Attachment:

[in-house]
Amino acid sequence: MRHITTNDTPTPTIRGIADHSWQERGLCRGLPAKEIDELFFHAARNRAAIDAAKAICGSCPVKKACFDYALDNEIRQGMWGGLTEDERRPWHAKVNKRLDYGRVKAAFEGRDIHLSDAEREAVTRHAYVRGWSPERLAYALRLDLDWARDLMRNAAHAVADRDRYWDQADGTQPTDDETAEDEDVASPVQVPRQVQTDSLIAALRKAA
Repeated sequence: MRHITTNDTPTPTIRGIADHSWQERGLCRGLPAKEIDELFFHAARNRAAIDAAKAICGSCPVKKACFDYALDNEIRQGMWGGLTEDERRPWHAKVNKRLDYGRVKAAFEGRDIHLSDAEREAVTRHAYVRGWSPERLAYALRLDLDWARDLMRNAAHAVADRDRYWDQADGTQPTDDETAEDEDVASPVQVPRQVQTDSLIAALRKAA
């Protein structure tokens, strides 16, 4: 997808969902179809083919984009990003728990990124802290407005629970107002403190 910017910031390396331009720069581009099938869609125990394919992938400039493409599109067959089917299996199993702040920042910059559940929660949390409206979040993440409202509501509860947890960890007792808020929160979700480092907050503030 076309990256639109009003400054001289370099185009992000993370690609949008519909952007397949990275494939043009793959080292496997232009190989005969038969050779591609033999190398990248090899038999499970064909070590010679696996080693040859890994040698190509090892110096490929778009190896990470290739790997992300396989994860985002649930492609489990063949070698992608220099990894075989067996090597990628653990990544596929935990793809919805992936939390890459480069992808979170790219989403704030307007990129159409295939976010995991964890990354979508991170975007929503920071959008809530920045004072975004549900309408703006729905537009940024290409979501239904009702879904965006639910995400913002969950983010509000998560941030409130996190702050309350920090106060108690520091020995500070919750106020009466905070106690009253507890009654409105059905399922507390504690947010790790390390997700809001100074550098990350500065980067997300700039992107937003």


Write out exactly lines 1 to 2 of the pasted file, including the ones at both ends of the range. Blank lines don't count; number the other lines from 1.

[in-house]
Amino acid sequence: MRHITTNDTPTPTIRGIADHSWQERGLCRGLPAKEIDELFFHAARNRAAIDAAKAICGSCPVKKACFDYALDNEIRQGMWGGLTEDERRPWHAKVNKRLDYGRVKAAFEGRDIHLSDAEREAVTRHAYVRGWSPERLAYALRLDLDWARDLMRNAAHAVADRDRYWDQADGTQPTDDETAEDEDVASPVQVPRQVQTDSLIAALRKAA